Malaria is an infectious disease caused by parasites (plasmodia malaria), which are transmitted from a patient to a healthy person through the bites of malaria mosquitoes. The disease is most common in countries with a tropical climate.
The disease begins with malaise, weakness, headache, pain in the muscles, joints, lower back, dry mouth, then a patient complaints of a sharp increase in temperature, vomiting, digestive upset, cough, disorders of the nervous and other body systems. The disease can result in death without timely treatment.
Current epidemic situation
Malaria is home to 2.4 billion people, or 40% of the world’s population.
Every year, 300-600 million people become infected with malaria, and according to the WHO, this figure is increasing by 16% annually. From 1.5 to 3 million people die each year from malaria (15 times more than from AIDS). Over the past decade, malaria came out on top among infectious diseases (after pneumonia and tuberculosis).
More than 100 countries, half of which are located in Africa, are malaria-deficient. Other foci of mass disease are India, Brazil, Sri Lanka, Vietnam and Colombia.
The causative agent of malaria and its development
The source of the causative agent of malaria is a sick person or parasitic carrier. Mosquitoes of the genus Anopheles are the carrier. The body of mosquitoes that have drunk the blood of a sick person contains a large number of active malarial parasites. When an infected malaria mosquito bites a person, the parasites first enter the bloodstream and then into the cells of the human liver.
In humans, there are five forms of malaria caused by the corresponding type of malarial plasmodium.
At first, malaria may look like a cold. The following symptoms may appear in patients:
- Muscle pain;
- Nausea and vomiting;
- General weakness and discomfort.
The first symptoms of malaria can appear as early as 6 days after the bite. In some cases, however, symptoms may develop one month after returning from the outbreak of malaria.
If complications develop, malaria can quickly move from cold-like symptoms to deadly ones. Complications may include acute renal failure, anemia, coma, low blood sugar, problems with breathing and spleen, low blood pressure, jaundice, and seizures.
A patient with malaria may first have mild symptoms, and then the condition may suddenly become seriously worse. This can be terrible pain, trouble breathing, or sudden seizures. If this happens, the patient needs emergency medical care.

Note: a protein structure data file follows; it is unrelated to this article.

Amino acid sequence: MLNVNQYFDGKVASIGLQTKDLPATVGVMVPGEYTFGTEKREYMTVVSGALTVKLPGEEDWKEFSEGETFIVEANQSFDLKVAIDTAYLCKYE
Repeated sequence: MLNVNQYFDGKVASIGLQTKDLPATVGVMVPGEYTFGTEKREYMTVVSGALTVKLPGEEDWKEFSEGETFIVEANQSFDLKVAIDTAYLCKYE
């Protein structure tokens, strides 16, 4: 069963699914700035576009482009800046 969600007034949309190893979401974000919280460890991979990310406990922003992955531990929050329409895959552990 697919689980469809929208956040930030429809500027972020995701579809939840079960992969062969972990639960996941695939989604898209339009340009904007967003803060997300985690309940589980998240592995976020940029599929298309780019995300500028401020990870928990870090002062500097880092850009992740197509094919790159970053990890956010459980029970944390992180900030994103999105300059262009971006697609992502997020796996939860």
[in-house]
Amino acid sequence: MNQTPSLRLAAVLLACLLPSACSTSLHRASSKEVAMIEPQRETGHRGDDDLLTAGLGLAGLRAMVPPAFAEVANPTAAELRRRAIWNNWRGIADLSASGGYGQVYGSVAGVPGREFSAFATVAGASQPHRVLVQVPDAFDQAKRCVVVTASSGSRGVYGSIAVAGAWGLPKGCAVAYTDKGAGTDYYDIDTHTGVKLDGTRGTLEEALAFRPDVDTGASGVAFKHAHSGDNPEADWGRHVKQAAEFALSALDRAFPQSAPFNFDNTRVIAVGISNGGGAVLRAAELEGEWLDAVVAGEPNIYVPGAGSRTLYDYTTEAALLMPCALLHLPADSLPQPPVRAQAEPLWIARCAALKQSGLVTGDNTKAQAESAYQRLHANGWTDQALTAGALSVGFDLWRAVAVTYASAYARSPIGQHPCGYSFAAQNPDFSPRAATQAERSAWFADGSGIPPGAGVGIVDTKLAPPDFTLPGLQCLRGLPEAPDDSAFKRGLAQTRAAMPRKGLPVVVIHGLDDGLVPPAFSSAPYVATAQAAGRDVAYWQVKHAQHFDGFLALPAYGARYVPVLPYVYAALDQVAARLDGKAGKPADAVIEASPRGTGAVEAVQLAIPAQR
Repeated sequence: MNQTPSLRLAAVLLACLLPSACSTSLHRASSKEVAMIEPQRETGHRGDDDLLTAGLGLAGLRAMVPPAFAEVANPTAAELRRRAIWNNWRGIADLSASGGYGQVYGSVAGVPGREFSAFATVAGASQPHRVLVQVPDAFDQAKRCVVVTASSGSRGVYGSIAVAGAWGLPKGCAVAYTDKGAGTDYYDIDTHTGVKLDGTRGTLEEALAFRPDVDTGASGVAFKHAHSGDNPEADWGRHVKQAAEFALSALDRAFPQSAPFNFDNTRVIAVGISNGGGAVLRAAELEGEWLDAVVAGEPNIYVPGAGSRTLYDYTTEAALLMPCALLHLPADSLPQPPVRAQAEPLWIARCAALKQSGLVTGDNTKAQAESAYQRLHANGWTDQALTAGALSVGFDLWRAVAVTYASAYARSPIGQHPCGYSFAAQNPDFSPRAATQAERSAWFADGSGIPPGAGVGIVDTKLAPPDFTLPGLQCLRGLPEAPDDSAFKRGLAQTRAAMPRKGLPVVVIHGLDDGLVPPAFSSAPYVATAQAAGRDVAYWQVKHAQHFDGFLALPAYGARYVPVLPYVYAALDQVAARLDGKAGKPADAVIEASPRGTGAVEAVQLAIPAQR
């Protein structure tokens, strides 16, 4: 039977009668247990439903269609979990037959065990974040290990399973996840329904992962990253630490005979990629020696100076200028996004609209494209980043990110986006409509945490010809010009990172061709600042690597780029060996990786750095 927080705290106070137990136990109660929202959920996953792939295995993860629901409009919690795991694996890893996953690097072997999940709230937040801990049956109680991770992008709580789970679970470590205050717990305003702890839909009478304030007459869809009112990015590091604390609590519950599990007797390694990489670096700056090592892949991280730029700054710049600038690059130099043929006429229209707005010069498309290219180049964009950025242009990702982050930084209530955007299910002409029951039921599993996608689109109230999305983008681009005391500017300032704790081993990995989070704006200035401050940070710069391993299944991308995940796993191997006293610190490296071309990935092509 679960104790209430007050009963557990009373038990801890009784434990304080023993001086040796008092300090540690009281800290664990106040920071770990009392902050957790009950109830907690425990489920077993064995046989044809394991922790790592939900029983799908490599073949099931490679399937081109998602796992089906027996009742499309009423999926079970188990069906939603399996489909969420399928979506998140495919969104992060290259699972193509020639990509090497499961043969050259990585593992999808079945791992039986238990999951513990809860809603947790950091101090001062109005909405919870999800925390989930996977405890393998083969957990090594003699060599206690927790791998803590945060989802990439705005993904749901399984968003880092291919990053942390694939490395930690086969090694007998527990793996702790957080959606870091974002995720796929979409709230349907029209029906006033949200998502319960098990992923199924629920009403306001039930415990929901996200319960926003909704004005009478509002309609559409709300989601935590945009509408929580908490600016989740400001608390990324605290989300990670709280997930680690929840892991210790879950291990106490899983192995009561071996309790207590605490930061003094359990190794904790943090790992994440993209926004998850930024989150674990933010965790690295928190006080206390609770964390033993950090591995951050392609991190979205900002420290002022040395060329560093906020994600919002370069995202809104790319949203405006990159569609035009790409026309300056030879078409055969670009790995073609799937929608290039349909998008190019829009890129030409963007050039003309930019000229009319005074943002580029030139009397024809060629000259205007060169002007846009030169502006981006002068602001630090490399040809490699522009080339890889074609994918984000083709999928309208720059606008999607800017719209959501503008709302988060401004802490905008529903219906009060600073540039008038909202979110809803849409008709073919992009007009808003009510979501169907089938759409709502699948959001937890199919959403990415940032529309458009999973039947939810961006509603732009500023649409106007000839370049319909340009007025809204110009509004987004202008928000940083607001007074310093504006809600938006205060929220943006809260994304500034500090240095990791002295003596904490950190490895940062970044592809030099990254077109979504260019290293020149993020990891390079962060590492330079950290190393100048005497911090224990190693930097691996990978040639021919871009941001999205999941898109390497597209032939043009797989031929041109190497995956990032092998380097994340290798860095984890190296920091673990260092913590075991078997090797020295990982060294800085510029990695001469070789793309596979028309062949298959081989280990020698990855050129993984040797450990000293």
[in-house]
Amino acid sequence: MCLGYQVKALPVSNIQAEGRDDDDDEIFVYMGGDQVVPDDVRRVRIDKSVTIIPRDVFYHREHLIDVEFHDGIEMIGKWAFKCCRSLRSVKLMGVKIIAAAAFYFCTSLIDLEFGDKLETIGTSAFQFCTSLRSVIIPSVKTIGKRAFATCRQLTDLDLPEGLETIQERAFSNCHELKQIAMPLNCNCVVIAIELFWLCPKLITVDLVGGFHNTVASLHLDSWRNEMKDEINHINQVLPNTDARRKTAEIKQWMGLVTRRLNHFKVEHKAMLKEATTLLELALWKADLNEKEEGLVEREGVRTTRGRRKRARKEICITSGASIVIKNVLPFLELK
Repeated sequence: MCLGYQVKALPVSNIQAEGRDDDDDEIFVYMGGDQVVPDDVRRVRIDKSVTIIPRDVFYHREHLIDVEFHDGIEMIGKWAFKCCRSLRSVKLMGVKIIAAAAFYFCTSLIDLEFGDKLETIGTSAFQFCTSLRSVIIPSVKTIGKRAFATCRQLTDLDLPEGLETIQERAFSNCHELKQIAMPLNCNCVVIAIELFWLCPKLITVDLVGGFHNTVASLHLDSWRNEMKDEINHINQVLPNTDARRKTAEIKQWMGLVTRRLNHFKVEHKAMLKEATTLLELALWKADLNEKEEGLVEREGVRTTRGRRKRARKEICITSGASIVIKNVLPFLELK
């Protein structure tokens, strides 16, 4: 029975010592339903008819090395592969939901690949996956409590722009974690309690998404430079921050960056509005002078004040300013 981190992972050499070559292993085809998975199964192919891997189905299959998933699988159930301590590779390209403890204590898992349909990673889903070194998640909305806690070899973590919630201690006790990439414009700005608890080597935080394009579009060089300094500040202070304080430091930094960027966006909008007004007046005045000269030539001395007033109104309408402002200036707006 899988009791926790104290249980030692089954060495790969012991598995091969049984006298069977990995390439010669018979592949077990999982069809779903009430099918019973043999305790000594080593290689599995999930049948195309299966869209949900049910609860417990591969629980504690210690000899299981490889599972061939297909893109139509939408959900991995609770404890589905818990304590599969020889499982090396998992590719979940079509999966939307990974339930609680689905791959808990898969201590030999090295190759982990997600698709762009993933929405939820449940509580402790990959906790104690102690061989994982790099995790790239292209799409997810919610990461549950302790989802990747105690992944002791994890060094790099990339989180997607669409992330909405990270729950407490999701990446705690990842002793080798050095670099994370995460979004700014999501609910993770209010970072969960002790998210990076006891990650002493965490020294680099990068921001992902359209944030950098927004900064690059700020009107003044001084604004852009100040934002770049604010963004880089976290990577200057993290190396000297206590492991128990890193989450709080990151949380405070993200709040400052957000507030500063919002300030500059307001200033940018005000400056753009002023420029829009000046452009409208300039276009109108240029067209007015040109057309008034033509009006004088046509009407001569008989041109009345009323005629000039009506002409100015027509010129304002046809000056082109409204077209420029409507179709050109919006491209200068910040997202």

After the first symptoms, some malaria parasites may remain in the liver and may cause relapse every few years. If you even have mild symptoms after returning from the focus of malaria, you must consult a doctor since malaria requires the right treatment.
Who is at increased risk for malaria infection?
About half of the world’s population is at risk of malaria.
- Persons making international trips from non-endemic areas due to their lack of immunity;
- Immigrants from endemic areas and their children: living in non-endemic areas and returning to their home countries in order to visit friends and relatives, these people are also at risk for weakening or lack of immunity;
- Most malaria cases and deaths occur in sub-Saharan Africa. However, Asia, Latin America and, to a lesser extent, the Middle East and parts of Europe are also affected. In 2011, the transmission of malaria continued in 99 countries and territories.
High-risk populations include:
- Young children who have not yet developed protective immunity against the most severe forms of the disease (in areas of sustained transmission of infection);
- Non-immune pregnant women: due to the fact that malaria leads to a large number of miscarriages and can lead to maternal death;
- Partially immunized pregnant women: in areas with high transmission, malaria can lead to miscarriages and the birth of low birth weight babies, especially in cases of first and second pregnancies;
- Partially immune HIV-infected pregnant women: in areas with the sustained transmission, these women are at increased risk of malaria during all pregnancies. In addition, in cases of placental malaria infection, there is an increased risk of HIV transmission from mothers to newborns;